Tip #6 — Deal with one issue at a time


Don’t try and problem solve everything at once, as it rapidly becomes completely consuming and overwhelming. Once traumatised, you expend a lot of energy just trying to remain out of flight-fight, let alone dealing with the extra things that life has us juggling right now.

So push the pause button and place your focus on one thing at a time. Usually, this would include the pressing priority and nothing else. You’re already stressed out, so why include additional burdens upon yourself?

Tip #7 — Daily exercise


Get outside and walk. You’ll gain the benefit of vitamin D from sunlight and also generate your own feel-good hormones through invigorated movement, which helps fire your logical mental thought processes. Look for positive rather than focusing on anything negative.

Tip #8 — Nurture yourself


There is no one else on the planet that you will have a longer relationship with than the person who you look in the mirror each day, so it stands to reason that you should be looking after yourself.

Yet we don’t, and we conjure up all manner of excuses to avoid looking or doing anything for self.

There is no end to how you can pamper and nurture yourself. I always suggest starting small so that you can connect with how you feel when you do make the effort. For example, do you get in the shower and go through the motions of washing, or do you value that you have legs to stand up, fingers to massage your skin and experience touch? Could you loofah your skin so it’s glowing later on? Do you moisture your skin after showering? Do you wear underwear that makes you feel awesome regardless of what you have over the top? Do you wear comfortable shoes so that you can walk anywhere all day long?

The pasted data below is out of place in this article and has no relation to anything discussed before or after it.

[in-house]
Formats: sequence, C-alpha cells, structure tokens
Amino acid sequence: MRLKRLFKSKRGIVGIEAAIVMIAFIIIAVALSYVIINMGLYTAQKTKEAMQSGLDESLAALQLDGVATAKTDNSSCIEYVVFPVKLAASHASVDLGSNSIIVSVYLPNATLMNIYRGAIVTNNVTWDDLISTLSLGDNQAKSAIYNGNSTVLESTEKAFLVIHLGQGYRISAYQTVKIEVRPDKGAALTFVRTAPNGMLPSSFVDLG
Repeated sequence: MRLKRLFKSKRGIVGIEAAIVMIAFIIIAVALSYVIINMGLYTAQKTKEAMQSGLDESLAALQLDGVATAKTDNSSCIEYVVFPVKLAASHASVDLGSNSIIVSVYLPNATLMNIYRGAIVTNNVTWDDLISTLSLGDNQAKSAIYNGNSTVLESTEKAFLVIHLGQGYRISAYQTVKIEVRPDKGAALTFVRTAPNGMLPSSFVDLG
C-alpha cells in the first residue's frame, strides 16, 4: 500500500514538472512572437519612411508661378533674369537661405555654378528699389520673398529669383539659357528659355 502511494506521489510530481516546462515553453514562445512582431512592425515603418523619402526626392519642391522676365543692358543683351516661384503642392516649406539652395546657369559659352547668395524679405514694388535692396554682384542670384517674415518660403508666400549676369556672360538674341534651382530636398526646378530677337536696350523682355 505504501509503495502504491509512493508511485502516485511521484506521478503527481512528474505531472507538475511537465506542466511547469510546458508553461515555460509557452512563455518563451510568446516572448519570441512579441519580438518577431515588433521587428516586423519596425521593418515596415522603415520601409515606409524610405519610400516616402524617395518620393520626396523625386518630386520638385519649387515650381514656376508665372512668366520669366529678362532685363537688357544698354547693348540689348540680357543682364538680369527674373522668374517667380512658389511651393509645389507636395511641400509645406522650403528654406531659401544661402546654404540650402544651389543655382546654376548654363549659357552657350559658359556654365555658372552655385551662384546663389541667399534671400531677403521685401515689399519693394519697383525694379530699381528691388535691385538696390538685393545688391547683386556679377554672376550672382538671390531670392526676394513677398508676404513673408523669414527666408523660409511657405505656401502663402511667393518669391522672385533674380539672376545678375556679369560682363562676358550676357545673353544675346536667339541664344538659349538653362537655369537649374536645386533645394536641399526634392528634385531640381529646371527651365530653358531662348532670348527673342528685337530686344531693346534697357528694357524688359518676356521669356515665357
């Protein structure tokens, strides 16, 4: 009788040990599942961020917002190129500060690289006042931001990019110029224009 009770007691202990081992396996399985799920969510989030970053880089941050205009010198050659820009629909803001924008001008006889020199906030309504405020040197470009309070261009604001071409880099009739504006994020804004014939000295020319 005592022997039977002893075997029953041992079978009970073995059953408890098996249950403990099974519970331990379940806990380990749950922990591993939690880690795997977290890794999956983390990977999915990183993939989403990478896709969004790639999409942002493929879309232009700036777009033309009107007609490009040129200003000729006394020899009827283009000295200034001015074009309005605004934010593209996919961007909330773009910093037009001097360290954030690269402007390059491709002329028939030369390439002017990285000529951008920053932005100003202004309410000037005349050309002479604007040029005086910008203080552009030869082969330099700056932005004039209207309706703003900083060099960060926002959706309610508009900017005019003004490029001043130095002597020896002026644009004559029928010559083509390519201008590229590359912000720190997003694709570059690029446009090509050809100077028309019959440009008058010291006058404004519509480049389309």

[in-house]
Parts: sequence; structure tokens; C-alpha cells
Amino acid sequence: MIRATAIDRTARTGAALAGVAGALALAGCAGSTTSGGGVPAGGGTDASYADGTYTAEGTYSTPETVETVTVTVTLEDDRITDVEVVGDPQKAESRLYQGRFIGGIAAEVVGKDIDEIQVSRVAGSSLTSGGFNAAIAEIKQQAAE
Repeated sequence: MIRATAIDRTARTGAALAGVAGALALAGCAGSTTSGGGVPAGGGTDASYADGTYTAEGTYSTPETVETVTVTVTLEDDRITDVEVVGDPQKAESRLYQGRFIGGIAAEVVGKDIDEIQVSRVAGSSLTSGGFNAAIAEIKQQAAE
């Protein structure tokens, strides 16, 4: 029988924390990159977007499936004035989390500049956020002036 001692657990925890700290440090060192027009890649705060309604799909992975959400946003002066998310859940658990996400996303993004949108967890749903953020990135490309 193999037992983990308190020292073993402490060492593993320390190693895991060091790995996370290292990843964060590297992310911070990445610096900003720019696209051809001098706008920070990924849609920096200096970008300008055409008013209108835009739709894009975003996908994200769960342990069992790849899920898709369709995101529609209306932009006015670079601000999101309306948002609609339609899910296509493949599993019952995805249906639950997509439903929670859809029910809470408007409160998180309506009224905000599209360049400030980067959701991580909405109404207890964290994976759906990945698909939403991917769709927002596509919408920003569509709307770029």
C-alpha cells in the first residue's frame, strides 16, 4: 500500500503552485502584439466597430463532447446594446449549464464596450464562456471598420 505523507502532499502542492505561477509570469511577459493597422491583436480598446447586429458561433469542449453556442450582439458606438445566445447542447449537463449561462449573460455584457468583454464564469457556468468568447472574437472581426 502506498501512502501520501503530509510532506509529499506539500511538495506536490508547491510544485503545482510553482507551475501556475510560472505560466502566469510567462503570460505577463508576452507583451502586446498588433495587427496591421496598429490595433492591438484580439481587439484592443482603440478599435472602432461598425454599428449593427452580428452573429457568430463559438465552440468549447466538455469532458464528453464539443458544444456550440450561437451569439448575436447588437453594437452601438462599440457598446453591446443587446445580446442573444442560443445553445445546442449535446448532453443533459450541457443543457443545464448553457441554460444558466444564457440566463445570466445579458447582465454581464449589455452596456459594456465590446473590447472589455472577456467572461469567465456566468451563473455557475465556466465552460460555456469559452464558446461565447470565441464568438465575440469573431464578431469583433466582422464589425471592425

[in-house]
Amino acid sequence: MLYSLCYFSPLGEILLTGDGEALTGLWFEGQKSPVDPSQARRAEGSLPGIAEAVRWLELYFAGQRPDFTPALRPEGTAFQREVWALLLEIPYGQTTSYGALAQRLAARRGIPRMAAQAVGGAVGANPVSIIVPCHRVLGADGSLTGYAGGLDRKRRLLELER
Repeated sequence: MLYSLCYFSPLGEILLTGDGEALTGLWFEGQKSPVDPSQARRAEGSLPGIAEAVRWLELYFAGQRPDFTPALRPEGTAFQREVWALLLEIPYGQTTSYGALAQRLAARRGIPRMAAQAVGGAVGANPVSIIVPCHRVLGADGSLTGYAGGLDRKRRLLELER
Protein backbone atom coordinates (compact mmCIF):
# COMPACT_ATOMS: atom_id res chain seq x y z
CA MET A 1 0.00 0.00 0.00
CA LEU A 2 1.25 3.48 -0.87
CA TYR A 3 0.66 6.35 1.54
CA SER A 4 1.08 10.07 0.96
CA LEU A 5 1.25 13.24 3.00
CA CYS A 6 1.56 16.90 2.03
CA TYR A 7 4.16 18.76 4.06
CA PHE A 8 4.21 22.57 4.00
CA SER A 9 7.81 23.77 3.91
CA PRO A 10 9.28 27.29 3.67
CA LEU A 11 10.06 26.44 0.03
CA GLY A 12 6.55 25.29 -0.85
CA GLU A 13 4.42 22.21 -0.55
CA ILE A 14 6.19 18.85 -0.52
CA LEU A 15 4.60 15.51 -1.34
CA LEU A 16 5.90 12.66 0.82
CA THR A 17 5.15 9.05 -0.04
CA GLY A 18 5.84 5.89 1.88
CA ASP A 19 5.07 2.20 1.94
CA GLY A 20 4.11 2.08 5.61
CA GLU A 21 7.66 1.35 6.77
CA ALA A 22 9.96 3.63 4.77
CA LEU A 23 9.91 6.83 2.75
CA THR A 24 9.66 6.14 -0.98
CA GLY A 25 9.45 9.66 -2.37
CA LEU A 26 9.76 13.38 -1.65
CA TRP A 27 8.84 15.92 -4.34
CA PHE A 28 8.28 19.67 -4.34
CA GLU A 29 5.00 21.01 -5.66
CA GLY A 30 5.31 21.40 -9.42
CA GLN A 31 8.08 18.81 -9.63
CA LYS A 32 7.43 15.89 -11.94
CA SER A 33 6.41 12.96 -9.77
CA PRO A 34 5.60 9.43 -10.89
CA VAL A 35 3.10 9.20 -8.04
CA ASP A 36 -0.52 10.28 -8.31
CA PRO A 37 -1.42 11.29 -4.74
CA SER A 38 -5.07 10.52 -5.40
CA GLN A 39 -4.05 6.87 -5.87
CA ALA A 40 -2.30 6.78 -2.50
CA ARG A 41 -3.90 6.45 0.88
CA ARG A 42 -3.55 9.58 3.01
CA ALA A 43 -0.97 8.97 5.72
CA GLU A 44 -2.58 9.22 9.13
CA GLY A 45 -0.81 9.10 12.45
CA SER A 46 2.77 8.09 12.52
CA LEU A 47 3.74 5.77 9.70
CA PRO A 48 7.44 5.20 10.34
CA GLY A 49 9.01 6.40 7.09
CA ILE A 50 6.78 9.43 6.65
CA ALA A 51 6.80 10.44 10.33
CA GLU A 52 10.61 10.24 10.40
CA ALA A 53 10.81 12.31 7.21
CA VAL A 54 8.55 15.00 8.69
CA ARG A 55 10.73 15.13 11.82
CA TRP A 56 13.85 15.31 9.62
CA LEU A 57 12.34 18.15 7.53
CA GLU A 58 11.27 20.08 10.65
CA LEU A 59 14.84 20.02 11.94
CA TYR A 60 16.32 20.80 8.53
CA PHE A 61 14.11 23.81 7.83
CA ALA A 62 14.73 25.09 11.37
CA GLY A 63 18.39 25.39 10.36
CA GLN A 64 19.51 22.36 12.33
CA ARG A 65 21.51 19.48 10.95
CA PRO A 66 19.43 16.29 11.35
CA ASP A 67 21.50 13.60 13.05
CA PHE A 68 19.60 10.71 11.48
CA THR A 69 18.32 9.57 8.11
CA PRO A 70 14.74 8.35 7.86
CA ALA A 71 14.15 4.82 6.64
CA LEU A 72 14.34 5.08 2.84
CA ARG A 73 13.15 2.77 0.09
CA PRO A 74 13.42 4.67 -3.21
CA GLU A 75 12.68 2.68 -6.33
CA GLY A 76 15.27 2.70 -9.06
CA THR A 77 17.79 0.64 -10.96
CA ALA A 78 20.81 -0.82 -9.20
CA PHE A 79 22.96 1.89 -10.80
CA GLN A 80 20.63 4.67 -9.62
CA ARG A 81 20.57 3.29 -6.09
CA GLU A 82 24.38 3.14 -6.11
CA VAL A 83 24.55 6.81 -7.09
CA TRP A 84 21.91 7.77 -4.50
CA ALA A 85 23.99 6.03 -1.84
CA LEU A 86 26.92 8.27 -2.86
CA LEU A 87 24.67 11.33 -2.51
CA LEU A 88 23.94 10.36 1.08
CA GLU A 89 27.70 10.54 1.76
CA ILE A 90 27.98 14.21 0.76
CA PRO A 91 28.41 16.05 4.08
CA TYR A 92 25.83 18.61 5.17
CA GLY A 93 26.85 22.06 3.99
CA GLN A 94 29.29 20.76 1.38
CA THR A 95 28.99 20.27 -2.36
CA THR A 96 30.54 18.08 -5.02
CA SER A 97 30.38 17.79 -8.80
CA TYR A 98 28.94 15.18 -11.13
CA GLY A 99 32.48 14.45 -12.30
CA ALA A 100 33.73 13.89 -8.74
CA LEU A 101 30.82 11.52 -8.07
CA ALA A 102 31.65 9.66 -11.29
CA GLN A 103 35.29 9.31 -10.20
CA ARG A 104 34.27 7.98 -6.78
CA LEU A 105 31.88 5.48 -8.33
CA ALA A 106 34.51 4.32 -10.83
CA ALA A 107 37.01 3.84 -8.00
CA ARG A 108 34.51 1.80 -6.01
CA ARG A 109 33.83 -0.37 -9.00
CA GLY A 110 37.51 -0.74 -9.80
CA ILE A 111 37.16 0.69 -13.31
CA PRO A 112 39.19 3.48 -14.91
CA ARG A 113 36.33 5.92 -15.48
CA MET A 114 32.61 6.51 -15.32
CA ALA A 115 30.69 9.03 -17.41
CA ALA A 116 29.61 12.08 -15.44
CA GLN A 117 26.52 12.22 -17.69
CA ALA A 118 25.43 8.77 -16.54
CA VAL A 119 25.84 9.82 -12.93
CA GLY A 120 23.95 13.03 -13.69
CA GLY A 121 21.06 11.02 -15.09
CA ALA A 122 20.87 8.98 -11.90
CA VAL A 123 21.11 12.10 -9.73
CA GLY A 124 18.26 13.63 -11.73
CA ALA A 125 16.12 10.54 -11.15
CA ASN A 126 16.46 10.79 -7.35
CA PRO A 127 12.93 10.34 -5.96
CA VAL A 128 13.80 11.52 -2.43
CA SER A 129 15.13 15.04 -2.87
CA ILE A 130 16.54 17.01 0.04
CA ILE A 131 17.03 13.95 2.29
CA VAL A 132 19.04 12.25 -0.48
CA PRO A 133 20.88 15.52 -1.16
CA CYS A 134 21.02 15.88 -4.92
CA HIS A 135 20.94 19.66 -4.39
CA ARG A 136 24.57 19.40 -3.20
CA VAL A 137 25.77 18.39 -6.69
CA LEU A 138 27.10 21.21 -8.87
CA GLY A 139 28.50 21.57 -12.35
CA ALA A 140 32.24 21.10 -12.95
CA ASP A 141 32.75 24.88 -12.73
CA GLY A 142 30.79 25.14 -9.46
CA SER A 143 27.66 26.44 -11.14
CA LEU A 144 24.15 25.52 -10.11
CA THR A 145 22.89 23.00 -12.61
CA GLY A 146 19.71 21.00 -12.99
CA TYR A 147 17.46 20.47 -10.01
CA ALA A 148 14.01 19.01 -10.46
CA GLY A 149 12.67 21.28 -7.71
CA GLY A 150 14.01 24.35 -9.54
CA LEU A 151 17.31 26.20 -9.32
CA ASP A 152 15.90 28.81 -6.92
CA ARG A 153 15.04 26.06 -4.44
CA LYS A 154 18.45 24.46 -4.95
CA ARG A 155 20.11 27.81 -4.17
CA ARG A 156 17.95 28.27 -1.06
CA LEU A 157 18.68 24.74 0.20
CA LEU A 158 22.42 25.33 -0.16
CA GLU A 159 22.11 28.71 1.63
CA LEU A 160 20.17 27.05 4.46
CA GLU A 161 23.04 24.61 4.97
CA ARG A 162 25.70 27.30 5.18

Tip #9 — Express yourself via a journal


The joy of a journal is that it immediately enables you to express.

Writing about your experiences and the feels in your journal is a lovely way to empower yourself through expression. Exploring awareness of your triggers — people, environment, smells, sights — all contribute to learning about yourself. Our senses all have the opportunity to associate with negative situations which eventually become our memories.

Tip #10 Don’t hold grudges, and learn to let go


Holding a grudge actually has more health implications for you than it does for the other person. Not only do they take up your physical energy, but they also make your emotional state toxic.

Even if you have been legitimately offended, which most people have, try to take an empathic perspective rather than acting like a victim. Forgiving thoughts will allow you to have a greater sense of perceived control and reduced physiological stress response, which will help decrease your anger.

Always remember that you aren’t forgiving the other person for their benefit. You are forgiving them for you.

Forgiveness doesn’t mean all peace, love, and mung beans. It is simply gifting yourself the opportunity to stop carrying around toxic negative feelings and getting on with making happiness deposits in your bank.

Tip #11 — Visualise the release


Sitting quietly and visualising the release of anything negative is very empowering.

This blog has also been published within Publication Write Like A Girl”.